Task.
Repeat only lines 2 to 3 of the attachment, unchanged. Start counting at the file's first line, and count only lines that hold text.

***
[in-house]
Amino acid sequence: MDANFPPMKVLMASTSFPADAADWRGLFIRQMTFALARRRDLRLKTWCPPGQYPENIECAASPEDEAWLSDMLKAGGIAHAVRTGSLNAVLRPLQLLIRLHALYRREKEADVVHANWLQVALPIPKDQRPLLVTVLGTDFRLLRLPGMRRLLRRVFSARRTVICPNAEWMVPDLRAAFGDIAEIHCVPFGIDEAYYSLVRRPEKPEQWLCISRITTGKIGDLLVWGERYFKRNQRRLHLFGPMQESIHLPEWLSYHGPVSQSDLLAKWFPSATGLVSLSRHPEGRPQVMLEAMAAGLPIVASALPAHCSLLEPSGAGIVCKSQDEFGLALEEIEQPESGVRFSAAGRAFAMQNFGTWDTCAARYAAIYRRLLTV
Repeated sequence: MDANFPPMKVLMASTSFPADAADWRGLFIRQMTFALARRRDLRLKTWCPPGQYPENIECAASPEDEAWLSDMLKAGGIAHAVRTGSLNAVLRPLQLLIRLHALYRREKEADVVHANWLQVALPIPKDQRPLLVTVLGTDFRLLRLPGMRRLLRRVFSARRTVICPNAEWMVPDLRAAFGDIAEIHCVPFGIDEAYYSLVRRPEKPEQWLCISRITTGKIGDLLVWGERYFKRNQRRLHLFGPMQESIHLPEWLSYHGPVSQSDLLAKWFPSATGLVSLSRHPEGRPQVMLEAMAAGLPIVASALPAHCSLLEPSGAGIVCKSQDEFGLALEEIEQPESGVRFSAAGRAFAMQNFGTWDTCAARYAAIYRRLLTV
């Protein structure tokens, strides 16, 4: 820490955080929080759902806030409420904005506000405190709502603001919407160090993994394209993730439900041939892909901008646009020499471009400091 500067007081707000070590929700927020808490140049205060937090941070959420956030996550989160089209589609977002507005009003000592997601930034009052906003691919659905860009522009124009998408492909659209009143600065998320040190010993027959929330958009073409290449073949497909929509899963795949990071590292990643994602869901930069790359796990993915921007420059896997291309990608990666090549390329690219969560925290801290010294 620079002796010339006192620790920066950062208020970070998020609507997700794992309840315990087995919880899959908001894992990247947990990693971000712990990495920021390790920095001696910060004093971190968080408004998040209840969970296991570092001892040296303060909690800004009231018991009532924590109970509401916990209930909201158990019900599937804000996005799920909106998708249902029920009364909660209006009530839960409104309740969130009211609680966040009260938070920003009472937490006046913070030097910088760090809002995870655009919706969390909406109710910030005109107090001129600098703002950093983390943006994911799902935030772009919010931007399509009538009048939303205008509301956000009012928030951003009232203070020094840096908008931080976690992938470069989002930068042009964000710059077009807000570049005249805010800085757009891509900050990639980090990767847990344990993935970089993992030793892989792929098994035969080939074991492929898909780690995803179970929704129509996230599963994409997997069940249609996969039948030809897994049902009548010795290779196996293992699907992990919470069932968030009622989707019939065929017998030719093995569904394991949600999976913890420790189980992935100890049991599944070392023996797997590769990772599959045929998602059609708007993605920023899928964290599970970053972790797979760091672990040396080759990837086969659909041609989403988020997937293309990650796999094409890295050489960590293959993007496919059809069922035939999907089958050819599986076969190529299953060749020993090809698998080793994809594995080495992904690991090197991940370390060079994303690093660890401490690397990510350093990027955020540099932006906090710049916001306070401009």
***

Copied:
Amino acid sequence: MDANFPPMKVLMASTSFPADAADWRGLFIRQMTFALARRRDLRLKTWCPPGQYPENIECAASPEDEAWLSDMLKAGGIAHAVRTGSLNAVLRPLQLLIRLHALYRREKEADVVHANWLQVALPIPKDQRPLLVTVLGTDFRLLRLPGMRRLLRRVFSARRTVICPNAEWMVPDLRAAFGDIAEIHCVPFGIDEAYYSLVRRPEKPEQWLCISRITTGKIGDLLVWGERYFKRNQRRLHLFGPMQESIHLPEWLSYHGPVSQSDLLAKWFPSATGLVSLSRHPEGRPQVMLEAMAAGLPIVASALPAHCSLLEPSGAGIVCKSQDEFGLALEEIEQPESGVRFSAAGRAFAMQNFGTWDTCAARYAAIYRRLLTV
Repeated sequence: MDANFPPMKVLMASTSFPADAADWRGLFIRQMTFALARRRDLRLKTWCPPGQYPENIECAASPEDEAWLSDMLKAGGIAHAVRTGSLNAVLRPLQLLIRLHALYRREKEADVVHANWLQVALPIPKDQRPLLVTVLGTDFRLLRLPGMRRLLRRVFSARRTVICPNAEWMVPDLRAAFGDIAEIHCVPFGIDEAYYSLVRRPEKPEQWLCISRITTGKIGDLLVWGERYFKRNQRRLHLFGPMQESIHLPEWLSYHGPVSQSDLLAKWFPSATGLVSLSRHPEGRPQVMLEAMAAGLPIVASALPAHCSLLEPSGAGIVCKSQDEFGLALEEIEQPESGVRFSAAGRAFAMQNFGTWDTCAARYAAIYRRLLTV